The Growing Girl

Amateur gardening experiences of a growing girl.

Space Wars

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When it comes to space, I’m wondering if the recommended spacing between rows of crops is enough. Twelve to eighteen inches, that’s usually the recommended distance; however, I am finding that rows 12 inches apart just isn’t enough. There’s not enough room to walk through; when weeding the plants bugs (flying and crawling) are literally right in my face space; and I have to really look for a spot to put my feet down to harvest crops.

Some plants have large leaves that spread out at their base (cabbage), while others grow tall leaving their foliage directly in your face when you bend down (vivian leaf lettuce). Broccoli is both tall and wide a stem than coils where it meets the soil and leans as it grows. This coiling and leaning means that the 12 inches apart we spaced them was not enough. The broccoli was overshadowing the carrots and shading the cucumbers. Even though neither the cucumbers nor carrots seemed disturbed by the encroaching broccoli, it did make weeding difficult for us.

With plants that creep and vine along the ground (cucumbers, squash, etc.), the extra space is definitely appreciated. Our cucumbers are all over the place. They have begun to make their way up the cage that houses our tomatoes, and they twist their “fingers” though and around the holes pests have nibbled in our collard and brussel sprout leaves. Perhaps if there were more space  between the plants the cucumbers would just lay in the rows and not latch onto neighbors.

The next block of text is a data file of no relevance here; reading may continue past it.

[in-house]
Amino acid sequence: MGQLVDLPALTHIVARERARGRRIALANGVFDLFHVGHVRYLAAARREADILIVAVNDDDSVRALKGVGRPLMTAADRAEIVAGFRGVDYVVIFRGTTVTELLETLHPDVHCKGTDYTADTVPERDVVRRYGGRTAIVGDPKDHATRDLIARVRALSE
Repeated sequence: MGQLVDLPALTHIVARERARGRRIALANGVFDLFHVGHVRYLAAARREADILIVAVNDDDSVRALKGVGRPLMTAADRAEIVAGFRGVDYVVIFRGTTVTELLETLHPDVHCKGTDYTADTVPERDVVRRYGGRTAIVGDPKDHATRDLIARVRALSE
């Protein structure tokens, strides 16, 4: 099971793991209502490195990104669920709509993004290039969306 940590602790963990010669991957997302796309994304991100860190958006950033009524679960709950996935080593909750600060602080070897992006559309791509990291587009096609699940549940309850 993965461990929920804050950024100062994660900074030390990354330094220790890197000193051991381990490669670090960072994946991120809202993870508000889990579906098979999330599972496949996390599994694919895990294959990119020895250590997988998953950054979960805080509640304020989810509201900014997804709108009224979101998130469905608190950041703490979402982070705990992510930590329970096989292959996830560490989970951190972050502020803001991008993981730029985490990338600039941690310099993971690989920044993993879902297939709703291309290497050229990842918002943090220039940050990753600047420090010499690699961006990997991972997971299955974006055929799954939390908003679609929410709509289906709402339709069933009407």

Sure, the 12 inches were good when the plants were fairly small and establishing themselves, but as they mature and stretch toward the sun attempting to fulfill a plentiful harvest, room is scarce and the war is on. Don’t be afraid to do what feels best to you.

Tips on spacing:

  1. Plant rows 2 feet apart, with each row being 1 foot wide. This will give you space to walk, weed, and whatever else. Having rows that are 1 foot wide will be advantageous to crops that can be planted close together (carrots, bush beans, etc.).
  2. Plant crops a foot and a half apart or according to the expected size of the crop at maturity.
  3. Use stakes or sticks to demarcate where your rows will be. Planting in a straight line is a lot harder than it looks. Many of our rows are beyond crooked, having a string or some sort of guide stake certainly would have helped.
  4. Have more than one garden bed if possible. This will probably mean smaller plot sizes, different shade/sun patterns, different soil compositions, etc.
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Author: Waxing Poetica

I am a poet at heart with a cosmiconscious mind. I'm not so good at hiding my insides, and I find it hard not to be honest to being. Creating and recreating, birthing and earthing, these are things I do being supremely born according to the Word.

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